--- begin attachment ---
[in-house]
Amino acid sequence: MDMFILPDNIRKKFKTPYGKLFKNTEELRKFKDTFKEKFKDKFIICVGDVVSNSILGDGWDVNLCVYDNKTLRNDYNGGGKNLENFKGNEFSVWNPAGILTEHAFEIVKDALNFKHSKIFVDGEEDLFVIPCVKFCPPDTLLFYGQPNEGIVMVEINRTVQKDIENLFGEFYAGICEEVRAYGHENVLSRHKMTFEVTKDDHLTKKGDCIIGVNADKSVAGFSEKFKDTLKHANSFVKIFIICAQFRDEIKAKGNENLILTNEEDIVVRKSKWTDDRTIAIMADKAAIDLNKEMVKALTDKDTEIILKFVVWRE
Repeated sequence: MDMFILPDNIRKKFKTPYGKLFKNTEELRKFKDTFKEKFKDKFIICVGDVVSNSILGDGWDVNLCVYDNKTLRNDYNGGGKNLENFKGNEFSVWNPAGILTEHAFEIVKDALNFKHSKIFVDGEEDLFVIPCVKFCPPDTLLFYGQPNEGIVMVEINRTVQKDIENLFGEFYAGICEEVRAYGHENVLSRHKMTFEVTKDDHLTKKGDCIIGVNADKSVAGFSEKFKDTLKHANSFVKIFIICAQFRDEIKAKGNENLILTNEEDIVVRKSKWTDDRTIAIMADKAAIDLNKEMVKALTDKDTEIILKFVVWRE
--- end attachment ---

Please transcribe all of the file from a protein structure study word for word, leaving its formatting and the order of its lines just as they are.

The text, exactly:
[in-house]
Amino acid sequence: MDMFILPDNIRKKFKTPYGKLFKNTEELRKFKDTFKEKFKDKFIICVGDVVSNSILGDGWDVNLCVYDNKTLRNDYNGGGKNLENFKGNEFSVWNPAGILTEHAFEIVKDALNFKHSKIFVDGEEDLFVIPCVKFCPPDTLLFYGQPNEGIVMVEINRTVQKDIENLFGEFYAGICEEVRAYGHENVLSRHKMTFEVTKDDHLTKKGDCIIGVNADKSVAGFSEKFKDTLKHANSFVKIFIICAQFRDEIKAKGNENLILTNEEDIVVRKSKWTDDRTIAIMADKAAIDLNKEMVKALTDKDTEIILKFVVWRE
Repeated sequence: MDMFILPDNIRKKFKTPYGKLFKNTEELRKFKDTFKEKFKDKFIICVGDVVSNSILGDGWDVNLCVYDNKTLRNDYNGGGKNLENFKGNEFSVWNPAGILTEHAFEIVKDALNFKHSKIFVDGEEDLFVIPCVKFCPPDTLLFYGQPNEGIVMVEINRTVQKDIENLFGEFYAGICEEVRAYGHENVLSRHKMTFEVTKDDHLTKKGDCIIGVNADKSVAGFSEKFKDTLKHANSFVKIFIICAQFRDEIKAKGNENLILTNEEDIVVRKSKWTDDRTIAIMADKAAIDLNKEMVKALTDKDTEIILKFVVWRE